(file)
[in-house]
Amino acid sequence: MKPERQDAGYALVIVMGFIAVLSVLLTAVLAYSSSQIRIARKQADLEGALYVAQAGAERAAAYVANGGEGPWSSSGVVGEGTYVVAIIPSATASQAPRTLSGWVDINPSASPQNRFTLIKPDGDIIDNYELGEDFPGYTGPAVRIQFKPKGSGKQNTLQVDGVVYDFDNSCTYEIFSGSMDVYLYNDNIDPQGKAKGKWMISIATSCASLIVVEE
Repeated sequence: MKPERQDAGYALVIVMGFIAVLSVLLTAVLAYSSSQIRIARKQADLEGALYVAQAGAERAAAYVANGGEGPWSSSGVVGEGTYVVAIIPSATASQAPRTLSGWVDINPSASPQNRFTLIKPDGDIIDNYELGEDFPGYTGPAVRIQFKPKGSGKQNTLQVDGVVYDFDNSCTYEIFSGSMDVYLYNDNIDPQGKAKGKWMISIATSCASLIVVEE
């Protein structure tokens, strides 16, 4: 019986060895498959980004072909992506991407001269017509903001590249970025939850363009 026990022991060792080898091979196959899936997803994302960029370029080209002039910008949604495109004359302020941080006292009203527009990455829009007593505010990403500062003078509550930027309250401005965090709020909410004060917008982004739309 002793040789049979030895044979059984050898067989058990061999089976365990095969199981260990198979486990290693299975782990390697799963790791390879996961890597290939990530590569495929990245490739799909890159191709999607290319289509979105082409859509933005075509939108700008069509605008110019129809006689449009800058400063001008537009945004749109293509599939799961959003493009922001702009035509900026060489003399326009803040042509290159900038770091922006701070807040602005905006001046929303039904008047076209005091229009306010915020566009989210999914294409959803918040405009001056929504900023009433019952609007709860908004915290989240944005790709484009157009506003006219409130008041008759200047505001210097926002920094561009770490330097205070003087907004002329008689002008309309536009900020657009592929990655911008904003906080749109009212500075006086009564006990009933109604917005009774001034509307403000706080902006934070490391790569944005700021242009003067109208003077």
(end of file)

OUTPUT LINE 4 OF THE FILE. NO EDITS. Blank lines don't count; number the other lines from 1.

């Protein structure tokens, strides 16, 4: 019986060895498959980004072909992506991407001269017509903001590249970025939850363009 026990022991060792080898091979196959899936997803994302960029370029080209002039910008949604495109004359302020941080006292009203527009990455829009007593505010990403500062003078509550930027309250401005965090709020909410004060917008982004739309 002793040789049979030895044979059984050898067989058990061999089976365990095969199981260990198979486990290693299975782990390697799963790791390879996961890597290939990530590569495929990245490739799909890159191709999607290319289509979105082409859509933005075509939108700008069509605008110019129809006689449009800058400063001008537009945004749109293509599939799961959003493009922001702009035509900026060489003399326009803040042509290159900038770091922006701070807040602005905006001046929303039904008047076209005091229009306010915020566009989210999914294409959803918040405009001056929504900023009433019952609007709860908004915290989240944005790709484009157009506003006219409130008041008759200047505001210097926002920094561009770490330097205070003087907004002329008689002008309309536009900020657009592929990655911008904003906080749109009212500075006086009564006990009933109604917005009774001034509307403000706080902006934070490391790569944005700021242009003067109208003077």